I’ve long been a feminist. And my husband has long been totally supportive. But when I stepped into a serious and now life-long relationship with spirituality and all the power and possibility of unseen realms and other worlds, he was cautious. I remember sitting with him on the front porch and explaining the mystic dimensions that were opening for me. He listened for a while and then quietly said, “You know. They used to burn women like you.”
“Yes they did,” I responded, “but that was a long time ago.”
Recently in Ireland, I attended a presentation by Melissa Sihra, a professor and chair of the drama department at Trinity College Dublin. A remarkable woman and a troublesome woman by her own naming, Melissa spoke of how Lady Gregory was an enthusiastic supporter of wise women, witches, crones, and hags. Augusta Gregory lived in the community where we now have a cottage and many of her plays, written in the early 1900s, were remarkable commentaries on Ireland’s mystically powerful women.
In her presentation, Melissa commented that the witch hunts in England and the United States are now considered misogynistic massacres of women. The patriarchal persecution of the witch embodies a fear of women’s sexuality, a repression of women’s alternative healing practices, the abolition of abortion, the rejection of women who chose to live a single life, and the prohibition of women’s communities.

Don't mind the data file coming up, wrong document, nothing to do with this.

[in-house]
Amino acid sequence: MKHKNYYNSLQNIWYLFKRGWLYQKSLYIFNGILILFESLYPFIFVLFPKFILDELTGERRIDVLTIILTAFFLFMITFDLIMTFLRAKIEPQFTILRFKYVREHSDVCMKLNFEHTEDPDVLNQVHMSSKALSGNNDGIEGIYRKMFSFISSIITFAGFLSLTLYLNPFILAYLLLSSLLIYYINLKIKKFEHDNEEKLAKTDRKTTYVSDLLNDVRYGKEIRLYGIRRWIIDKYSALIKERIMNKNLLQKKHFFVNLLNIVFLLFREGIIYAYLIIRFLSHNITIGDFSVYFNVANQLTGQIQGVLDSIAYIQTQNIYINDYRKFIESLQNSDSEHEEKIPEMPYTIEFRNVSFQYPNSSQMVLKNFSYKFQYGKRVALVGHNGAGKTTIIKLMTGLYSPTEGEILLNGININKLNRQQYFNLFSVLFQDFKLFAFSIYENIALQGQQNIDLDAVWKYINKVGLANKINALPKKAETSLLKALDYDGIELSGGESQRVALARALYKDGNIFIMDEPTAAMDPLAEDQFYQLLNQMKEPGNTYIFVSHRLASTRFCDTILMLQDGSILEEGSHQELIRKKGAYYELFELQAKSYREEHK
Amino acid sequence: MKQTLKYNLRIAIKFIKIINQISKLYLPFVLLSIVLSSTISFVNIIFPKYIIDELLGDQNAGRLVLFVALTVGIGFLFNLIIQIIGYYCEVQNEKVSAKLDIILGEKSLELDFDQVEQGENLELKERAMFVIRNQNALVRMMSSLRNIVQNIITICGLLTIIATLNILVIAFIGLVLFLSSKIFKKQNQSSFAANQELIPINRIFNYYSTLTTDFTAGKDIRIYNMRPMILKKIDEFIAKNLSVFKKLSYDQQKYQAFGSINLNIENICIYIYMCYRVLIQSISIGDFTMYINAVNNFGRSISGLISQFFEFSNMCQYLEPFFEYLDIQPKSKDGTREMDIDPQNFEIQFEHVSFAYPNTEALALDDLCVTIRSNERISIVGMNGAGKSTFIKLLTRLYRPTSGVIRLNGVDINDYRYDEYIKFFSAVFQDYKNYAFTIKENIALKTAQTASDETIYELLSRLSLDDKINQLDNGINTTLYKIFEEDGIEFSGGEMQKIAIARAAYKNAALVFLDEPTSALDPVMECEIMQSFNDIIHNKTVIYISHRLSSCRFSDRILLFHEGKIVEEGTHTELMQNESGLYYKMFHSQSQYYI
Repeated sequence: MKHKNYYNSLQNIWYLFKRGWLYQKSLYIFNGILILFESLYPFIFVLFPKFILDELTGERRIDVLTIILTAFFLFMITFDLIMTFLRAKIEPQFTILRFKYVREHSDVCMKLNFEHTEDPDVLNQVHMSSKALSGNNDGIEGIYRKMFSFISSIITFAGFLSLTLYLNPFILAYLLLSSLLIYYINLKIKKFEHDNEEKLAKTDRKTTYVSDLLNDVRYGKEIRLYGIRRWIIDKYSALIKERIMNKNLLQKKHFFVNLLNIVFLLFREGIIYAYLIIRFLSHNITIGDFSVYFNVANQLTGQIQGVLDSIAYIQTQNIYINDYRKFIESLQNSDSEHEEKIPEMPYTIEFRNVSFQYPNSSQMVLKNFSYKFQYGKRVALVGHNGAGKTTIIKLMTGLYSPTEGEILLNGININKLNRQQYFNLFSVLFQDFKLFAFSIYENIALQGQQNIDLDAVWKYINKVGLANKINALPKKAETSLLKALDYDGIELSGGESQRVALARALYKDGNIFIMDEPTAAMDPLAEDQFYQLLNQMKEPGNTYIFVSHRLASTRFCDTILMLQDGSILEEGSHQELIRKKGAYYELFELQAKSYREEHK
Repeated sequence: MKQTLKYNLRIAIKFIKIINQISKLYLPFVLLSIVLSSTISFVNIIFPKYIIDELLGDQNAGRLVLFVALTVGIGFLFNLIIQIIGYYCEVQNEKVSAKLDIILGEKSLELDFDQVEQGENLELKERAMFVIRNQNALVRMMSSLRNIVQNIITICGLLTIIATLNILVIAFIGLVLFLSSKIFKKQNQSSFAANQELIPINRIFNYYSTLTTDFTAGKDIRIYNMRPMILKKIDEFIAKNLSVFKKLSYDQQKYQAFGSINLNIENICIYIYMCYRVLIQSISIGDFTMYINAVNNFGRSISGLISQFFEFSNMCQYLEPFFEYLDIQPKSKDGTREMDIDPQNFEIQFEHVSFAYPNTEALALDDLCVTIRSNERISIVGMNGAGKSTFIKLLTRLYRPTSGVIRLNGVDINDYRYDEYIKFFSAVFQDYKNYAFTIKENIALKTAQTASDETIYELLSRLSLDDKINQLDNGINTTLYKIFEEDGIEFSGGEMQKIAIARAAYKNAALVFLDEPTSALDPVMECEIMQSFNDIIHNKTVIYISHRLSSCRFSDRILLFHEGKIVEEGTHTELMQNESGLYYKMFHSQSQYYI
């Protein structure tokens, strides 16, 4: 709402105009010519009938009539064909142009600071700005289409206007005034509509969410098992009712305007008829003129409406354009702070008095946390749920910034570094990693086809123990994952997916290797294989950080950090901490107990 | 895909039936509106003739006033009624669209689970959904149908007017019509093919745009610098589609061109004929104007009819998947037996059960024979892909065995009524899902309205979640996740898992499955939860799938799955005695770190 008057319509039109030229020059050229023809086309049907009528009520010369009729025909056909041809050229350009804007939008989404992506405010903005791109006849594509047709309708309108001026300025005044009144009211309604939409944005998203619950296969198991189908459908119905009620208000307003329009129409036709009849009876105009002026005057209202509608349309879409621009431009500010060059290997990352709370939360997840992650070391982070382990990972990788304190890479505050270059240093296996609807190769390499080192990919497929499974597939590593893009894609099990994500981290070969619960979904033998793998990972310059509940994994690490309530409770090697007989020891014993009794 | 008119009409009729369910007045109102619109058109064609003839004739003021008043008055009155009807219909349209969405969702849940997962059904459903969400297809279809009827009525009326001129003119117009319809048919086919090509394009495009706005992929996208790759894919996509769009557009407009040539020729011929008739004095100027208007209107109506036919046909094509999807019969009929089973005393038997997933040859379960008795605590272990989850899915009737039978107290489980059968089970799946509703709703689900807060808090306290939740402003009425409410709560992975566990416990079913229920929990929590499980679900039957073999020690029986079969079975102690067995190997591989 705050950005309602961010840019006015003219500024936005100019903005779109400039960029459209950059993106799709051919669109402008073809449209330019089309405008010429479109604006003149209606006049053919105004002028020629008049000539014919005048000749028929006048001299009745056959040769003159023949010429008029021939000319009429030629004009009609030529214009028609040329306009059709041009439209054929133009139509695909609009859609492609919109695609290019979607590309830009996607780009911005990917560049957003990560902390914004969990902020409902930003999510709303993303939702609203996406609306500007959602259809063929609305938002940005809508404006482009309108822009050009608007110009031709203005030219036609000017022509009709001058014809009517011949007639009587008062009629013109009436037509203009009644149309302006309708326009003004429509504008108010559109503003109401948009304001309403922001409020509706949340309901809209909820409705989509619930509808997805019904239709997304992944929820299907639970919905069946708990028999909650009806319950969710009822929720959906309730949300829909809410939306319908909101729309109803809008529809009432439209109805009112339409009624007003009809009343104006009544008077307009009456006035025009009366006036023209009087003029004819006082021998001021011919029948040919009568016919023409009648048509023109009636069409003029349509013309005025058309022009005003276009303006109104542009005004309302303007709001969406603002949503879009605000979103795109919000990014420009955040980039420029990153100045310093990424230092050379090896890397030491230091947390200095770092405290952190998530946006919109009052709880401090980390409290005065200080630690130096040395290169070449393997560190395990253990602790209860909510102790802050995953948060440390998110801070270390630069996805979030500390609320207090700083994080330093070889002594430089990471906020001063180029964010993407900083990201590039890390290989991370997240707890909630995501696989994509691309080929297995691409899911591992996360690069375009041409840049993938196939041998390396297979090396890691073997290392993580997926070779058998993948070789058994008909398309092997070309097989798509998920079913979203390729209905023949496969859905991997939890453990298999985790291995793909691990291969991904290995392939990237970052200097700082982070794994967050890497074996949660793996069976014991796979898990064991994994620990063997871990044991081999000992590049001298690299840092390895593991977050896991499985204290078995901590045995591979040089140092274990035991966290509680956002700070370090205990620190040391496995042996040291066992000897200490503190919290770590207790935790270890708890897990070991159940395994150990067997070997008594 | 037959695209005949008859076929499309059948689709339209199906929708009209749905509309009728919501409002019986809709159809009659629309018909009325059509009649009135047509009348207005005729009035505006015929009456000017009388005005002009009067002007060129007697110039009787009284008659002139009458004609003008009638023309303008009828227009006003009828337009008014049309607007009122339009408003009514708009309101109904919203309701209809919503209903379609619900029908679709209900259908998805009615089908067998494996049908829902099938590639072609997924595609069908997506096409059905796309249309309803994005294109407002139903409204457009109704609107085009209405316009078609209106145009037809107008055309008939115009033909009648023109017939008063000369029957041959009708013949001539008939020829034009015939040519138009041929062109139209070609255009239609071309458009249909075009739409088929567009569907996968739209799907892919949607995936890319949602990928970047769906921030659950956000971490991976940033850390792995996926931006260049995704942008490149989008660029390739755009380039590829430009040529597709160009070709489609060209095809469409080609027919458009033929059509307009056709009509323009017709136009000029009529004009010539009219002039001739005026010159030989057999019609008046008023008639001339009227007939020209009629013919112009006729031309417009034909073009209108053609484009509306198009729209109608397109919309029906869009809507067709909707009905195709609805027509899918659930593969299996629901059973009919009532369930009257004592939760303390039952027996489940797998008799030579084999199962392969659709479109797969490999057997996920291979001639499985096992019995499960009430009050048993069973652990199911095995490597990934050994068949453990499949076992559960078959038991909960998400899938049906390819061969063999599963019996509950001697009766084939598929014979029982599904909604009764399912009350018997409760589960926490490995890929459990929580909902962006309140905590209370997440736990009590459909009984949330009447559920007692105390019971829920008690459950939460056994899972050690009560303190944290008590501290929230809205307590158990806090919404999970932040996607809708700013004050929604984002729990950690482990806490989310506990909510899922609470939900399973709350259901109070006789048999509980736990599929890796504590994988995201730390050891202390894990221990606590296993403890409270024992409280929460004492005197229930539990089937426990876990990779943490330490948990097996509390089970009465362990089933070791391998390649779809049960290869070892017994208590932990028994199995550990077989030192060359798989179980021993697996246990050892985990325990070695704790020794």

Our foresisters were the Great Hags whom the institutionally powerful but privately impotent patriarchs found too threatening for coexistence, and whom historians erase.
History has erased our stories. But now the patriarchy is again emboldened and it seems the persecution and the witch hunts have returned. It’s time to raise our voices and stand in our power. As a character in one of Lady Gregory’s plays said about the local wise woman character, “Sometimes singing and dancing she does be, and sometimes troublesome.”
It’s time to be troublesome.
In a few days I will join my elder spiritual sisters for our annual Hag Retreat. We will sing. We will dance. And I expect there will be troublesome brewing.
Judith – email@example.com